The reason why such a decent transfer window seems so bad is because of the context. As I mentioned above, Uli Hoeness promised a truly transformational summer. Bayern fans were teased with the possibility of nine-figure purchases of truly world class players like Timo Werner or Kai Havertz. Instead, as the summer went on, a seemingly endless procession of transfer rumors fell through. First, it was Matthjis de Ligt. Then, it was Callum Hudson-Odoi. It now looks like Leroy Sané might fall through, depending on whether Bayern considers the Manchester City winger’s ACL tear a deal-breaker.
With each passing transfer saga, it appeared more and more like Bayern didn’t really have a concrete transfer strategy. Bayern’s main targets either didn’t have interest in joining Bayern, had other clubs in mind, or didn’t want to be sold by their respective clubs. When each transfer fell through, Bayern didn’t seem to have a clear backup. Each transfer falling through increased the perception of failure among Bayern fans, even among impressive signings like Hernandez and Pavard. Add to this the context of Borussia Dortmund’s impressive string of quality, affordable signings, and you can certainly understand why Bayern fans might be a bit concerned.
What to Expect Next Season
Bayern’s squad is still... and again, I cannot stress this enough... really, REALLY, REALLY good. I would argue that despite all the impressive transfers that Bayern has made this season, their Starting XI is still mostly better than Dortmund’s. Let’s take a look at Bundesliga.com’s projection for Bayern’s top starting XI:
Ask yourselves this: how many BVB players would make this Starting XI? I would argue that there would only be three locks: Roman Bürki (who yes, at this point is better than Manuel Neuer), Axel Witsel over Javi Martinez, and Marco Reus over Thomas Müller. Outside of this, it’s either questionable or clearly in Bayern’s favor. Bayern’s back four is better across the board. Lewandowski is better than Paco Alcacer. Kingsley Coman is, in my opinion, better than any of Thorgan Hazard, Raphael Guerreiro, or Jacob Bruun Larsen. I think you could make an argument that Sancho might start over Serge Gnabry, and that with a change of formation, Julian Brandt could potentially find a spot, but it wouldn’t be definitive. That gives us three locks and two maybe’s. That’s it, and that doesn’t even take into account players like Leon Goretzka or Corentin Tolisso who can come off the bench.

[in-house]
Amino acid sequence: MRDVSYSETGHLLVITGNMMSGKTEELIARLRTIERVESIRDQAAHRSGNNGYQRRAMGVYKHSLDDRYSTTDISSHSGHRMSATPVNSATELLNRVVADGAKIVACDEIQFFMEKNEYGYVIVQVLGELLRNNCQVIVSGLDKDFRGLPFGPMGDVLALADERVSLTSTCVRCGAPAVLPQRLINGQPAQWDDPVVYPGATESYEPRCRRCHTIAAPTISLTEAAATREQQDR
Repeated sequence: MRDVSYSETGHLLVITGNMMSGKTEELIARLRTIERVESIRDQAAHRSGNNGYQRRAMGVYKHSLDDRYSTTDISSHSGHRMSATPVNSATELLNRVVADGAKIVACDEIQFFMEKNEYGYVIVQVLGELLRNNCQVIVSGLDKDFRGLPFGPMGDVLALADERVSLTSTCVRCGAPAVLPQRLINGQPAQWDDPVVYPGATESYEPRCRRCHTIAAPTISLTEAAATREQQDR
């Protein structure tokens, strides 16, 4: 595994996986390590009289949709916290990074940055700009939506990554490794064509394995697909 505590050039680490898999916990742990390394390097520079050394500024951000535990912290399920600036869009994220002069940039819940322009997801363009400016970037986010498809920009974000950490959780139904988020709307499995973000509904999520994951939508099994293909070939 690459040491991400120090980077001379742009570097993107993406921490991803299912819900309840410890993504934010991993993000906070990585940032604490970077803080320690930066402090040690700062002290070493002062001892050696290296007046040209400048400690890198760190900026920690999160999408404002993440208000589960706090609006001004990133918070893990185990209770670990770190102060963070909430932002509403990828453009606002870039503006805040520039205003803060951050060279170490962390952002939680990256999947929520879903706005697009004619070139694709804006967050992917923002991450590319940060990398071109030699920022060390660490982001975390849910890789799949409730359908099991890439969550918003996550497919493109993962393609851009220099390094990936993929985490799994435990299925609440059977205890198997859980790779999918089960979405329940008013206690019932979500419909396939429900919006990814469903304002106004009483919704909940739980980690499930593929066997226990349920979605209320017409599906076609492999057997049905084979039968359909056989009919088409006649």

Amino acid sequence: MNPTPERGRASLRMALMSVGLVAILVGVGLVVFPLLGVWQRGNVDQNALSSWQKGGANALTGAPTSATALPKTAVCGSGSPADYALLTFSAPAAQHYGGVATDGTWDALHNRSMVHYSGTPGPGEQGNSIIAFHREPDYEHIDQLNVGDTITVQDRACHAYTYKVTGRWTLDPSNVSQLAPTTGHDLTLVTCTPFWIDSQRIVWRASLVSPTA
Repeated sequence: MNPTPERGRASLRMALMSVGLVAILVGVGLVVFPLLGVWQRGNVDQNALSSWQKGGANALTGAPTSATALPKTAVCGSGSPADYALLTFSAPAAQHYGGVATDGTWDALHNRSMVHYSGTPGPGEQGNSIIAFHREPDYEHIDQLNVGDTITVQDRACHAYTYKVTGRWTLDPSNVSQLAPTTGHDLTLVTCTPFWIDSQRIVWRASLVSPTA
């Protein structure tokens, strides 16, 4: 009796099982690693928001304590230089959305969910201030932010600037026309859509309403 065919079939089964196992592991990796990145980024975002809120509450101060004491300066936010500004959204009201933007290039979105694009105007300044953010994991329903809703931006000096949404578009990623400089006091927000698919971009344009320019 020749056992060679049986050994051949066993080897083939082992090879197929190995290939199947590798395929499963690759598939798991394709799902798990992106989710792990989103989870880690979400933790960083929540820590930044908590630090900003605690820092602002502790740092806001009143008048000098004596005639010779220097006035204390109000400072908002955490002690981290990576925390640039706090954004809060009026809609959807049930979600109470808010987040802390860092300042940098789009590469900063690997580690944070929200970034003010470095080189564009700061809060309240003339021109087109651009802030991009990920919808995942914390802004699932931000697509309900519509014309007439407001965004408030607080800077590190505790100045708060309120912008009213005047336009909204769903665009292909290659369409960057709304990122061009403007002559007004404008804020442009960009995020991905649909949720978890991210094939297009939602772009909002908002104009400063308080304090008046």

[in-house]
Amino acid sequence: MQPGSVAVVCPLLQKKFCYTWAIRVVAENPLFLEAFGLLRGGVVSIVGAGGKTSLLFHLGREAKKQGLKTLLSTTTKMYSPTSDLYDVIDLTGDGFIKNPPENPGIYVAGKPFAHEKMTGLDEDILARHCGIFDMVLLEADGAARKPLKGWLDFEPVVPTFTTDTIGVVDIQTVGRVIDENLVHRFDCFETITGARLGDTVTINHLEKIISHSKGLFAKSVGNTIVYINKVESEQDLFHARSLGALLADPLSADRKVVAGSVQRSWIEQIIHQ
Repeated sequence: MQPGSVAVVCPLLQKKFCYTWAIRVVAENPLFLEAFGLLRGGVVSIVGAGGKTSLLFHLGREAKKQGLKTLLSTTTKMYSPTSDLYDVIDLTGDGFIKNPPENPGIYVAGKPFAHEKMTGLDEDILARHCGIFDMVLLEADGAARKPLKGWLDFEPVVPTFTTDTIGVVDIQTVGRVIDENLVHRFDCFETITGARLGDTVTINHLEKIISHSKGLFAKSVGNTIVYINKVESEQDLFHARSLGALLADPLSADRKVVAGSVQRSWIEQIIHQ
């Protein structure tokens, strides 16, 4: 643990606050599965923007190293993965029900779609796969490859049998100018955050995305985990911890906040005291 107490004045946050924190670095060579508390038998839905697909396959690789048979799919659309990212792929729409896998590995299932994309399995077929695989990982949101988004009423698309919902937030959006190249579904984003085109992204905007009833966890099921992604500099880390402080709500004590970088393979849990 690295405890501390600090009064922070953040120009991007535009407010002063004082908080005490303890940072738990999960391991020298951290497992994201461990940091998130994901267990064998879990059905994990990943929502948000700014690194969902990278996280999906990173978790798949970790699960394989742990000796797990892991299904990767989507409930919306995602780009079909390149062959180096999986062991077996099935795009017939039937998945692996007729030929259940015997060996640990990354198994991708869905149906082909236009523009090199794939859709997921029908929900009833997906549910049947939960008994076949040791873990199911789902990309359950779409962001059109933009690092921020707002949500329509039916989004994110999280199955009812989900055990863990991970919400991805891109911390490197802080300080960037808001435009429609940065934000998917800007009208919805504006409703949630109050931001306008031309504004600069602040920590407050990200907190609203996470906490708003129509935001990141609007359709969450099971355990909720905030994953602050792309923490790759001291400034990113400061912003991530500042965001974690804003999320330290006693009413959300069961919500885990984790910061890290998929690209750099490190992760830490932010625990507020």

You might point to BVB’s victory against Bayern in the Super Cup as evidence of BVB’s superiority over Bayern. In response, I’d point out that a) BVB also won Der Klassiker at the WFS last season, and look how that ended, and b) Bayern had a ton of chances, and the result easily could have won a way if it weren’t for some truly appalling finishing and Marvin Hitz standing on his head.
If Bayern has one weakness, it’s a slight lack of depth at the wing (Alphonso Davies and Ivan Perisic are their two current backups), and no natural full backs other than their two starters. Other than that, their squad really is in good shape. The addition of Leroy Sané or a player of similar caliber would clearly improve them, but it’s not like they’re a bunch of scrubs without him.
So what should you expect this season? Well, Bayern are going to be good. Very good. Good enough, in fact, that...
I think Bayern are going to win the league again. Yes, Dortmund have improved as a squad, and seem prepared to fight tooth and nail for a title once again, but if I do a player-by-player comparison, I have a hard time justifying picking Dortmund over Bayern. Barring serious injury concerns, Bayern are poised to field a stronger starting XI night-in and night-out. Even though Dortmund could give them a run for their money in Der Klassiker, Bayern has the quality to go out and win consistently in the games that it needs to win, something where Lucien Favre’s BVB have struggled in the past. I think it will be close, but I have to pick the Bavarians to win it all once again.
Prediction: First Place ( )